Korean Air chairman and chief executive Yang Ho Cho has died at the age of 70.
A statement from the carrier confirmed he passed away yesterday in a Los Angeles hospital.
No details of the cause of death were given.
Cho had recently been indicted on multiple charges, including embezzlement and tax evasion – all of which he denied.
His death comes less than two weeks after a shareholder vote to remove him from the board of Korean Air over a series of scandals surrounding the ruling family.
Most infamously, his eldest daughter, Cho Hyun-ah, was arrested following the ‘nut gate’ incident at John F Kennedy International Airport in New York in 2014.
The former head of cabin service at the airline confronted a member of staff after criticising the way peanuts were presented to her on board.
Following the recent vote, Cho had remained chairman, which is a non-board role.
He had expressed his intent to continue participating in management.
Life in aviation
Considered by many to be an air transport pioneer, he was also head of the Hanjin Group.
He was a founder of the SkyTeam international airline alliance and led the bid committee that brought the 2018 Winter Olympics to Korea.
Yang also recently completed development of the Wilshire Grand complex in downtown Los Angeles, the tallest building west of the Mississippi.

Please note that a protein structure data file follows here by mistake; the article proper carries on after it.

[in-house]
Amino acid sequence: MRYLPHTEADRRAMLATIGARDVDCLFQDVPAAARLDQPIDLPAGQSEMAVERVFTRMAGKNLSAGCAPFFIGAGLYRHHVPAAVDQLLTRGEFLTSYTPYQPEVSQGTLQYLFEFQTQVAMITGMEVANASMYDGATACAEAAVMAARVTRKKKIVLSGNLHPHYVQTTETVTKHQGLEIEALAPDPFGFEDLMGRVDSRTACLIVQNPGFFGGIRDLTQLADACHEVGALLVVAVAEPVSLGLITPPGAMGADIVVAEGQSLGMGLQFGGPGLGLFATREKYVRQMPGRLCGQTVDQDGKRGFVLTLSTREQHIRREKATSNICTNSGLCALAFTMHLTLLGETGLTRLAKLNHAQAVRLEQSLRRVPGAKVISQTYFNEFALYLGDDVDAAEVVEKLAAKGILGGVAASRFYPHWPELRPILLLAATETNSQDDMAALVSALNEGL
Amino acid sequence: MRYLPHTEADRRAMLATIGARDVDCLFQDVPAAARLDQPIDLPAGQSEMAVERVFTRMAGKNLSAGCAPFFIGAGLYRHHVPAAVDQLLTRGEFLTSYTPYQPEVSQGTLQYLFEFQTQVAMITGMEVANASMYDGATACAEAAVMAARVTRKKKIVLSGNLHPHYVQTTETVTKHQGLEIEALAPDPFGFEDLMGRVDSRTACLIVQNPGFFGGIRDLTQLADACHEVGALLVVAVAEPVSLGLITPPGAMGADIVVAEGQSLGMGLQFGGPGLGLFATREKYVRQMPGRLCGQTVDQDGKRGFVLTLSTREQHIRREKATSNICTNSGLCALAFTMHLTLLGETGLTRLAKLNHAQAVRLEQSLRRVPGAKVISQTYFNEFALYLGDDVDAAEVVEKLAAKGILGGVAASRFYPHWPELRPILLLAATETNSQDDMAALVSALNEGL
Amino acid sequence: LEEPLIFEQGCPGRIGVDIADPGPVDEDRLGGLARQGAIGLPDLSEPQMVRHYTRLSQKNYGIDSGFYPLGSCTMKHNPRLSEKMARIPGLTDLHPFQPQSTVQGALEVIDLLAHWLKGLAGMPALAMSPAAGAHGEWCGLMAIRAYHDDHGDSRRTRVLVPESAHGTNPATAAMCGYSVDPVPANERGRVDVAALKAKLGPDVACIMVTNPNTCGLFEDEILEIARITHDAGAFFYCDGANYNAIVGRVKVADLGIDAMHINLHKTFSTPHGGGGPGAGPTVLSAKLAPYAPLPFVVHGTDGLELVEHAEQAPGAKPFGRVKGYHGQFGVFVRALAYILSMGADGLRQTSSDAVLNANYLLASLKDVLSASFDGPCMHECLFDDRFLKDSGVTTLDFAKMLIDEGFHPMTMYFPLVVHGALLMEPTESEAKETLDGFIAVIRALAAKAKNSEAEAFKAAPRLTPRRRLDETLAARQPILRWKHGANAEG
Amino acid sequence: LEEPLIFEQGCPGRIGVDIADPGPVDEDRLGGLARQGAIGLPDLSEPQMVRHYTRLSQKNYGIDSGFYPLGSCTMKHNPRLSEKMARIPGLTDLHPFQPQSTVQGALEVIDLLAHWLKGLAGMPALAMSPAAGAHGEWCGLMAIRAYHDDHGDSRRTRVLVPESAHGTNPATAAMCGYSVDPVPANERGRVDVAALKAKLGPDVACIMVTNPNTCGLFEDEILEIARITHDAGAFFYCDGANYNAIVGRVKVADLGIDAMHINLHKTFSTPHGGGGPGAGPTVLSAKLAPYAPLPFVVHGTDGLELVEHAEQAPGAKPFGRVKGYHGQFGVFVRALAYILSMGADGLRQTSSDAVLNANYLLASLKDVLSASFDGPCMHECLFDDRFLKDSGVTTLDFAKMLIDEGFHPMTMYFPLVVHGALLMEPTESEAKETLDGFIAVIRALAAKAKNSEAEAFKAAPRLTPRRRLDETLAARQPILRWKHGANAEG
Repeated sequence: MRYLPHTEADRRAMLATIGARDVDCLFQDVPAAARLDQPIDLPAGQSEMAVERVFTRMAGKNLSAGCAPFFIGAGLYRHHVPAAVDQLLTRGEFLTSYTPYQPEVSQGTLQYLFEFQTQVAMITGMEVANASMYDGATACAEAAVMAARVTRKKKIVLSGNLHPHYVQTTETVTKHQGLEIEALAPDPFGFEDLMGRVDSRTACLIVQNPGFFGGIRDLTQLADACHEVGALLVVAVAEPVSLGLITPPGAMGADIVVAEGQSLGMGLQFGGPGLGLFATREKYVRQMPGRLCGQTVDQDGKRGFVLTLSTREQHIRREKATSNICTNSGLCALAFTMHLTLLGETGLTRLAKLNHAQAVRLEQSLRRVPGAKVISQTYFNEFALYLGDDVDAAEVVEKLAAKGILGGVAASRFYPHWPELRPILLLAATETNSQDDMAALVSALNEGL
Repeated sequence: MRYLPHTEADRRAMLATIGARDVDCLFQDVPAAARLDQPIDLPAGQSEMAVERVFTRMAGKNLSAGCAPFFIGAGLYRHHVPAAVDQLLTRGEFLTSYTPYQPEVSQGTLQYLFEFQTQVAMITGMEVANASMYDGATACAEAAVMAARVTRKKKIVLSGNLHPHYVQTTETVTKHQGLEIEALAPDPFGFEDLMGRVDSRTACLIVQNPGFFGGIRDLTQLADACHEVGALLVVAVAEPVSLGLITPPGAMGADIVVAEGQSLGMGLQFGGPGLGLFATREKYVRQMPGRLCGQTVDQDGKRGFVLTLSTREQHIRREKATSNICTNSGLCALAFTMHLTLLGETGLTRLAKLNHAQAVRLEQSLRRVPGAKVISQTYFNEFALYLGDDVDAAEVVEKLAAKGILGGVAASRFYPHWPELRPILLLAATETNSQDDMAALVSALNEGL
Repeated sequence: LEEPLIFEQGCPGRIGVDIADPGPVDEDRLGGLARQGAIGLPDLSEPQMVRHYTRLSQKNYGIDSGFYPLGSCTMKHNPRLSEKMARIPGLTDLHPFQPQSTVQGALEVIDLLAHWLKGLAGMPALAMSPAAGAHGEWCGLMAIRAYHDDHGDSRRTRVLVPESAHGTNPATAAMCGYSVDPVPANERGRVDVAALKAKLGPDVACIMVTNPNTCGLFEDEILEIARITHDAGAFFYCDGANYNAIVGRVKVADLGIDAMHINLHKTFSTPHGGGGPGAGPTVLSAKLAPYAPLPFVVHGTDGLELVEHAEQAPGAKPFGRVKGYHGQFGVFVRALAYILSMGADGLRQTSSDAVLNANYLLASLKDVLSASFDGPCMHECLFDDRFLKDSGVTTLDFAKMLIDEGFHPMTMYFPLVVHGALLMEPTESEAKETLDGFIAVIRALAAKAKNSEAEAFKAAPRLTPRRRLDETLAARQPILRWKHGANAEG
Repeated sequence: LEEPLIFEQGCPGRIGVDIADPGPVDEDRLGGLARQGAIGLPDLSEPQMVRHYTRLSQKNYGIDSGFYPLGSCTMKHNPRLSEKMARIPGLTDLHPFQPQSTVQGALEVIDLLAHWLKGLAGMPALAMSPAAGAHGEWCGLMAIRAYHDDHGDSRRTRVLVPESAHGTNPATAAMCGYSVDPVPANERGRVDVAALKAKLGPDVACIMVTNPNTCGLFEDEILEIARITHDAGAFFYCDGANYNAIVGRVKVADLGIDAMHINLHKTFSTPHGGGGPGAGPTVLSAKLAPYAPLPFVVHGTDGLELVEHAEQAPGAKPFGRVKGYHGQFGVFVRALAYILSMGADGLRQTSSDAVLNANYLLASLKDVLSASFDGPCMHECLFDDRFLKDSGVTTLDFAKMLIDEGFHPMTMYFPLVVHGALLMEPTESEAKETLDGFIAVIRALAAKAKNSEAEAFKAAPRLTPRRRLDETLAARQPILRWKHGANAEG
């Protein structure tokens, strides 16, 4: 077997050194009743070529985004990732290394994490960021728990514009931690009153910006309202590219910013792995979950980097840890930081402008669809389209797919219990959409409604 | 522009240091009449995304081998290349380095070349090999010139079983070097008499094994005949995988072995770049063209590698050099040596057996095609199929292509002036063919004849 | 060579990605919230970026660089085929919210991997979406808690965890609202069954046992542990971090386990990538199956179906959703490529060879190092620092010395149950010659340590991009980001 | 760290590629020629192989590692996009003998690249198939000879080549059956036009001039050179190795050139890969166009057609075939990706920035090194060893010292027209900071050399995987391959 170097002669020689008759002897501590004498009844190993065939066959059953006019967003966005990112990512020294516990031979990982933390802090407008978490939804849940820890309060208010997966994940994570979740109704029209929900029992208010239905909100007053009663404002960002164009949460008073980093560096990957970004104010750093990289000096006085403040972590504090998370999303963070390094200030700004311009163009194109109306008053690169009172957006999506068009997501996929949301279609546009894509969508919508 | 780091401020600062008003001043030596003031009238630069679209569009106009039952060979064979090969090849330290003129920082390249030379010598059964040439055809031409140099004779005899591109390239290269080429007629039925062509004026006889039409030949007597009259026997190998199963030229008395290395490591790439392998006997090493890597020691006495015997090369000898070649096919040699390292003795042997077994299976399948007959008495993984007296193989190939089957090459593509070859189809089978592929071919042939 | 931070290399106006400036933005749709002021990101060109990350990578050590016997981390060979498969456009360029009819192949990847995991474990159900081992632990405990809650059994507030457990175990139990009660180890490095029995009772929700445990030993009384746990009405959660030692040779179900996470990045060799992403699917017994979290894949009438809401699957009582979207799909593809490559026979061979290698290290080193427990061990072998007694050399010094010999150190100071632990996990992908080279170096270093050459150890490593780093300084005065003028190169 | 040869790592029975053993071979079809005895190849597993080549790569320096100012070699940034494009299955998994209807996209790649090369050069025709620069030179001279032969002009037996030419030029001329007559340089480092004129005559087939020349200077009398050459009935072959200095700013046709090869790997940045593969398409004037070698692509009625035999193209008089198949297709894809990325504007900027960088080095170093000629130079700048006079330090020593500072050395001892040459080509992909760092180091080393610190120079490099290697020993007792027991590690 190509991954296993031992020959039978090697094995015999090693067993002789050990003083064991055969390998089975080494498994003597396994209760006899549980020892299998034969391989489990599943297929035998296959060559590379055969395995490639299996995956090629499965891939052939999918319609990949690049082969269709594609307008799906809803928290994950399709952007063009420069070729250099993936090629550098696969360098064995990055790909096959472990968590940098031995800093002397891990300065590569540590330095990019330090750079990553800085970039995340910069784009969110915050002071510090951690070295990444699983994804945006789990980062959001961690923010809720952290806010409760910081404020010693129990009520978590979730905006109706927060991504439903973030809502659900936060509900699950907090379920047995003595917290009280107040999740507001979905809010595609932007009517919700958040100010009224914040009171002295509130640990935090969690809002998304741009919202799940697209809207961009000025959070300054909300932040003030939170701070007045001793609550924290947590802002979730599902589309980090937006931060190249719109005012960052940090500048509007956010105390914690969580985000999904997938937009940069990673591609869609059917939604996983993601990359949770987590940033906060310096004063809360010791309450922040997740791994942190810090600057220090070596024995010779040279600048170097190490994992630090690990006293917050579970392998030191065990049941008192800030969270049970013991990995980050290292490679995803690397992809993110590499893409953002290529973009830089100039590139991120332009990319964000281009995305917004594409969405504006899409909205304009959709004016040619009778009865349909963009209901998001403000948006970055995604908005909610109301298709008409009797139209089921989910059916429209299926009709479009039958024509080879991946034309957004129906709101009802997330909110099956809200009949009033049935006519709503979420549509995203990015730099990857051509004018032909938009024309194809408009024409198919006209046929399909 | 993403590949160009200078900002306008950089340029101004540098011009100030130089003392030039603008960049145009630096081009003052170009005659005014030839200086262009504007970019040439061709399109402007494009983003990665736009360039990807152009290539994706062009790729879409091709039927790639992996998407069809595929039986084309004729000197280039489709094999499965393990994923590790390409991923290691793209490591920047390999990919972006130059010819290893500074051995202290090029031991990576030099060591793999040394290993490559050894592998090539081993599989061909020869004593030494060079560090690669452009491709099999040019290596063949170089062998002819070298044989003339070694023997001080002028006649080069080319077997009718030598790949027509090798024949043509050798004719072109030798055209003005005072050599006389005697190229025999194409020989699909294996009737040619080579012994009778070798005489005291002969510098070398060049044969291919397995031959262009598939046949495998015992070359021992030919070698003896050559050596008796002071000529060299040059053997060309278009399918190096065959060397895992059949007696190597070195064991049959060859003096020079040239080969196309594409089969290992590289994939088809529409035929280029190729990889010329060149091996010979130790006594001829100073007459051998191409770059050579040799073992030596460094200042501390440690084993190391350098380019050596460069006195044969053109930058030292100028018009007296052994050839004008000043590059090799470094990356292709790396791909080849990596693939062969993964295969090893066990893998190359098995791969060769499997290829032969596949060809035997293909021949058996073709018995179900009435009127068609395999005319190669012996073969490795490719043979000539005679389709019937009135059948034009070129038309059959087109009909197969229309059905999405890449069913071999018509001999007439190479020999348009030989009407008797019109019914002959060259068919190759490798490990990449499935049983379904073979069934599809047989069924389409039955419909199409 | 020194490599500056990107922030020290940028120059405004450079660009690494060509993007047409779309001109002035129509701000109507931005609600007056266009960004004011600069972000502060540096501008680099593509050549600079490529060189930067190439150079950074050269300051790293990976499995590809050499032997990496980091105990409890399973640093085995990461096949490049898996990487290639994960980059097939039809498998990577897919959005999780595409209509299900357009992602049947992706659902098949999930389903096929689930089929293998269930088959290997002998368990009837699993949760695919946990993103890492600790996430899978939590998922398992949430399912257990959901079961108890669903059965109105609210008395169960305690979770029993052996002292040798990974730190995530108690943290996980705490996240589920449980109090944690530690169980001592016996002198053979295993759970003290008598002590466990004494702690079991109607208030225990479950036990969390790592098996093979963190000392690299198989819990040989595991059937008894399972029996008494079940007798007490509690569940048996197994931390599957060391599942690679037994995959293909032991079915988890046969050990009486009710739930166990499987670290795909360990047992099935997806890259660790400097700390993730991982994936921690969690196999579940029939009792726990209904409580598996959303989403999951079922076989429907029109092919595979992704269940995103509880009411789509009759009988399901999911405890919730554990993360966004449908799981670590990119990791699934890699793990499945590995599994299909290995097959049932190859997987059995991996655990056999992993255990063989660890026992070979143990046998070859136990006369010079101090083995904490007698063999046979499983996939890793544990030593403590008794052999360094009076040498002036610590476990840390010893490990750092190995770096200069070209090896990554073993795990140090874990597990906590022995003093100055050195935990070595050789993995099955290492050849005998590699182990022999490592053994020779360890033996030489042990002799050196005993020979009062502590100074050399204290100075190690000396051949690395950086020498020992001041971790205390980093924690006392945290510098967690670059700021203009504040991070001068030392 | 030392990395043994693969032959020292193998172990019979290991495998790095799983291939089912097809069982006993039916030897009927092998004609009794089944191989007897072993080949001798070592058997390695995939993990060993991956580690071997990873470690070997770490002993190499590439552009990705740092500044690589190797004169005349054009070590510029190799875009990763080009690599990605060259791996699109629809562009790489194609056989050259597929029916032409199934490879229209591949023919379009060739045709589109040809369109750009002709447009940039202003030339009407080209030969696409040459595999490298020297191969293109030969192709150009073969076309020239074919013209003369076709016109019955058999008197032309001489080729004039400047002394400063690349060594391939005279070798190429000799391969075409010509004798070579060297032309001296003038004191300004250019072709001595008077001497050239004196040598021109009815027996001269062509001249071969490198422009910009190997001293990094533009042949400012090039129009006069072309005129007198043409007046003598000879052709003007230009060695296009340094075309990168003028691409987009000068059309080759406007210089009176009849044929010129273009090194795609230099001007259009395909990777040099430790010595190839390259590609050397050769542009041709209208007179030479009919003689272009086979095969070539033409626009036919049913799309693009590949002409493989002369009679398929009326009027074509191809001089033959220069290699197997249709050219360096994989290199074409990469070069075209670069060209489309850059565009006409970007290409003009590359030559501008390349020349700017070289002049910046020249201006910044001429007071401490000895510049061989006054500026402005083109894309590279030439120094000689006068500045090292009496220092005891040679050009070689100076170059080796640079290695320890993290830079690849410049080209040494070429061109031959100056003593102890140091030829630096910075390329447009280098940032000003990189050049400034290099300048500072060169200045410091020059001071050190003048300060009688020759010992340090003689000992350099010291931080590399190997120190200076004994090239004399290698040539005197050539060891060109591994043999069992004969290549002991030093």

He served on the board of governors of the International Air Transport Association; the board of trustees of his alma mater, University of Southern California; and received honorary doctorate degrees from Embry Riddle Aeronautical University in Florida and the Ukraine National Aviation University.
Under his guidance, Korean Air became a global powerhouse flying to 124 cities and 44 countries, emerging as America’s largest Asian airline with 15 North American gateways.
He recently negotiated a joint venture with Atlanta-based Delta Air Lines, that created the industry’s most comprehensive transpacific network.
The airlines are scheduled to launch a new non-stop route between Boston and Seoul on April 12th.
Yang was in the airline industry all his life, as his father, Choong-Hoon Cho, had acquired and privatised Korean Air 50 years ago.
The younger man was named the airline’s chairman and chief executive in 1999, having served as president and chief executive for four years earlier.
He is survived by his wife, Myung-hee Lee, son Walter, daughters Heather and Emily and five grandsons.